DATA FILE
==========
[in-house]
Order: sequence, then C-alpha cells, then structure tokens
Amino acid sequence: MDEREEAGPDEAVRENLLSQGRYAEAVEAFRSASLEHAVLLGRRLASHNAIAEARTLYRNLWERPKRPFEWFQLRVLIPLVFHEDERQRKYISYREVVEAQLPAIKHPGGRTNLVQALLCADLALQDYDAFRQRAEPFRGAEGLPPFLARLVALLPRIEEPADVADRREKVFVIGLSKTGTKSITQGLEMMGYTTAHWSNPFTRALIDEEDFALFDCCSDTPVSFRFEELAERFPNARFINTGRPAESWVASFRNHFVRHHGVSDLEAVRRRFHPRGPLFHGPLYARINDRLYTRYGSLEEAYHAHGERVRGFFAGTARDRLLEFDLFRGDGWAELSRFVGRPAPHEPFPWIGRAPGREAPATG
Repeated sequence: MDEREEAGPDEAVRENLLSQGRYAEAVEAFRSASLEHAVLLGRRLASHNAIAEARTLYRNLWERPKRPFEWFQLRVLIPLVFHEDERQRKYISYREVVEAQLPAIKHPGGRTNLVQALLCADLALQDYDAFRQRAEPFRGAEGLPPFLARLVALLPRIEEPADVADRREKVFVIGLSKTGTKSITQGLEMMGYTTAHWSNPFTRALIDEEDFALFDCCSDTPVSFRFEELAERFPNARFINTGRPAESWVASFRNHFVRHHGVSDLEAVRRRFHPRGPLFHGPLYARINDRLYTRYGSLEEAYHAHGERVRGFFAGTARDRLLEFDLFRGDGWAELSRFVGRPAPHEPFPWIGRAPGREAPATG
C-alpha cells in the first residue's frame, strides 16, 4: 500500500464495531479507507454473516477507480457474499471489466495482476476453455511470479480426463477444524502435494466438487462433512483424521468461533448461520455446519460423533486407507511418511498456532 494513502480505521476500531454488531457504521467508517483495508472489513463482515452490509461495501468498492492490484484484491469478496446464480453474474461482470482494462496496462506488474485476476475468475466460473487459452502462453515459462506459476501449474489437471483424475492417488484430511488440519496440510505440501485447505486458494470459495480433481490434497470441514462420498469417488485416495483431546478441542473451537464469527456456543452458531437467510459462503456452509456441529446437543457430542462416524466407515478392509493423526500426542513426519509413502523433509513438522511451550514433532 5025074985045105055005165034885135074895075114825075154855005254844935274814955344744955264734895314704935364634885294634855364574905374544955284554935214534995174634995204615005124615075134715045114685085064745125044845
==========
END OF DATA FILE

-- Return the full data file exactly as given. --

[in-house]
Order: sequence, then C-alpha cells, then structure tokens
Amino acid sequence: MDEREEAGPDEAVRENLLSQGRYAEAVEAFRSASLEHAVLLGRRLASHNAIAEARTLYRNLWERPKRPFEWFQLRVLIPLVFHEDERQRKYISYREVVEAQLPAIKHPGGRTNLVQALLCADLALQDYDAFRQRAEPFRGAEGLPPFLARLVALLPRIEEPADVADRREKVFVIGLSKTGTKSITQGLEMMGYTTAHWSNPFTRALIDEEDFALFDCCSDTPVSFRFEELAERFPNARFINTGRPAESWVASFRNHFVRHHGVSDLEAVRRRFHPRGPLFHGPLYARINDRLYTRYGSLEEAYHAHGERVRGFFAGTARDRLLEFDLFRGDGWAELSRFVGRPAPHEPFPWIGRAPGREAPATG
Repeated sequence: MDEREEAGPDEAVRENLLSQGRYAEAVEAFRSASLEHAVLLGRRLASHNAIAEARTLYRNLWERPKRPFEWFQLRVLIPLVFHEDERQRKYISYREVVEAQLPAIKHPGGRTNLVQALLCADLALQDYDAFRQRAEPFRGAEGLPPFLARLVALLPRIEEPADVADRREKVFVIGLSKTGTKSITQGLEMMGYTTAHWSNPFTRALIDEEDFALFDCCSDTPVSFRFEELAERFPNARFINTGRPAESWVASFRNHFVRHHGVSDLEAVRRRFHPRGPLFHGPLYARINDRLYTRYGSLEEAYHAHGERVRGFFAGTARDRLLEFDLFRGDGWAELSRFVGRPAPHEPFPWIGRAPGREAPATG
C-alpha cells in the first residue's frame, strides 16, 4: 500500500464495531479507507454473516477507480457474499471489466495482476476453455511470479480426463477444524502435494466438487462433512483424521468461533448461520455446519460423533486407507511418511498456532 494513502480505521476500531454488531457504521467508517483495508472489513463482515452490509461495501468498492492490484484484491469478496446464480453474474461482470482494462496496462506488474485476476475468475466460473487459452502462453515459462506459476501449474489437471483424475492417488484430511488440519496440510505440501485447505486458494470459495480433481490434497470441514462420498469417488485416495483431546478441542473451537464469527456456543452458531437467510459462503456452509456441529446437543457430542462416524466407515478392509493423526500426542513426519509413502523433509513438522511451550514433532 5025074985045105055005165034885135074895075114825075154855005254844935274814955344744955264734895314704935364634885294634855364574905374544955284554935214534995174634995204615005124615075134715045114685085064745125044845